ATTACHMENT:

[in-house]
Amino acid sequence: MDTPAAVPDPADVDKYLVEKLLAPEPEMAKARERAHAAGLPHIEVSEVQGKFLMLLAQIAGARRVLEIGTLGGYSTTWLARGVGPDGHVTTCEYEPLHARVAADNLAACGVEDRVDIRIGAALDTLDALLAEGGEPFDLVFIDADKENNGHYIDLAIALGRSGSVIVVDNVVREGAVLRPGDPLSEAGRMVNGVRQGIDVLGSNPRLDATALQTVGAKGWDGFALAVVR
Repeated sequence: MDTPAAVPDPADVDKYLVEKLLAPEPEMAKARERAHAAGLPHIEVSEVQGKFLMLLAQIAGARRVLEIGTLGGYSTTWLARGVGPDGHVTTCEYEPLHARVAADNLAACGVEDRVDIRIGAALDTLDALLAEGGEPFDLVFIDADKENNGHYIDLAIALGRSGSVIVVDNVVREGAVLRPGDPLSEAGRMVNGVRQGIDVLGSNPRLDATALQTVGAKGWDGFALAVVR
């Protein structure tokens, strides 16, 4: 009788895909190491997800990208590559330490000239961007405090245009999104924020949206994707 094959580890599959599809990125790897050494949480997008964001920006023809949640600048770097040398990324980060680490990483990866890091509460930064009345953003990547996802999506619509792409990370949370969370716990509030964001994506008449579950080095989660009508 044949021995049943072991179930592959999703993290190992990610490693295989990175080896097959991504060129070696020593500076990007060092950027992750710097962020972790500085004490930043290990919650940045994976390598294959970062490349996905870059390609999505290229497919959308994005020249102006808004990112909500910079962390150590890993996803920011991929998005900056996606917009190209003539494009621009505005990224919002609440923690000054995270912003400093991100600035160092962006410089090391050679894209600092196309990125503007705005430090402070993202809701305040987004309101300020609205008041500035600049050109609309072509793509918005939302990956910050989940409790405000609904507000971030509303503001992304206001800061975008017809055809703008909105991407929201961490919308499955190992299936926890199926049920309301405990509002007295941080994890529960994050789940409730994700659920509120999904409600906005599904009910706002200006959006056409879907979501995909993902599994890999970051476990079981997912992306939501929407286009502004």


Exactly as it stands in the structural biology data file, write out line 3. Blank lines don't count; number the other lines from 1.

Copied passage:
Repeated sequence: MDTPAAVPDPADVDKYLVEKLLAPEPEMAKARERAHAAGLPHIEVSEVQGKFLMLLAQIAGARRVLEIGTLGGYSTTWLARGVGPDGHVTTCEYEPLHARVAADNLAACGVEDRVDIRIGAALDTLDALLAEGGEPFDLVFIDADKENNGHYIDLAIALGRSGSVIVVDNVVREGAVLRPGDPLSEAGRMVNGVRQGIDVLGSNPRLDATALQTVGAKGWDGFALAVVR